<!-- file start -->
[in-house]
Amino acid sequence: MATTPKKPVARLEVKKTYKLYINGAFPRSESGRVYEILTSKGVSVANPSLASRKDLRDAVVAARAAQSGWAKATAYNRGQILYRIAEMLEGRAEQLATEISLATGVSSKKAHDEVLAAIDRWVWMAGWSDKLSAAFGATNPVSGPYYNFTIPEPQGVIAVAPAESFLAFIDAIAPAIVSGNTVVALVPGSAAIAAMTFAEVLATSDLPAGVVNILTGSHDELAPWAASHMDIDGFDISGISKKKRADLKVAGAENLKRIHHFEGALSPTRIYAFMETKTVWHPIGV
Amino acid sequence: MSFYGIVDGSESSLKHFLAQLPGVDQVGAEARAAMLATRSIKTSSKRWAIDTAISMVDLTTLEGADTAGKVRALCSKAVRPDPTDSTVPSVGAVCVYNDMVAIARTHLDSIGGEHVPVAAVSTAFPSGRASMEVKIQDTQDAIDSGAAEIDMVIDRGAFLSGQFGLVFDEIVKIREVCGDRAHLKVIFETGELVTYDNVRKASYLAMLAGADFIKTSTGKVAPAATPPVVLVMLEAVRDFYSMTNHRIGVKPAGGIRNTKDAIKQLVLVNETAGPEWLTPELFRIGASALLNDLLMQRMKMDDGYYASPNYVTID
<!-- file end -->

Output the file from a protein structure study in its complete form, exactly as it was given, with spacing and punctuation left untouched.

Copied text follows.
[in-house]
Amino acid sequence: MATTPKKPVARLEVKKTYKLYINGAFPRSESGRVYEILTSKGVSVANPSLASRKDLRDAVVAARAAQSGWAKATAYNRGQILYRIAEMLEGRAEQLATEISLATGVSSKKAHDEVLAAIDRWVWMAGWSDKLSAAFGATNPVSGPYYNFTIPEPQGVIAVAPAESFLAFIDAIAPAIVSGNTVVALVPGSAAIAAMTFAEVLATSDLPAGVVNILTGSHDELAPWAASHMDIDGFDISGISKKKRADLKVAGAENLKRIHHFEGALSPTRIYAFMETKTVWHPIGV
Amino acid sequence: MSFYGIVDGSESSLKHFLAQLPGVDQVGAEARAAMLATRSIKTSSKRWAIDTAISMVDLTTLEGADTAGKVRALCSKAVRPDPTDSTVPSVGAVCVYNDMVAIARTHLDSIGGEHVPVAAVSTAFPSGRASMEVKIQDTQDAIDSGAAEIDMVIDRGAFLSGQFGLVFDEIVKIREVCGDRAHLKVIFETGELVTYDNVRKASYLAMLAGADFIKTSTGKVAPAATPPVVLVMLEAVRDFYSMTNHRIGVKPAGGIRNTKDAIKQLVLVNETAGPEWLTPELFRIGASALLNDLLMQRMKMDDGYYASPNYVTID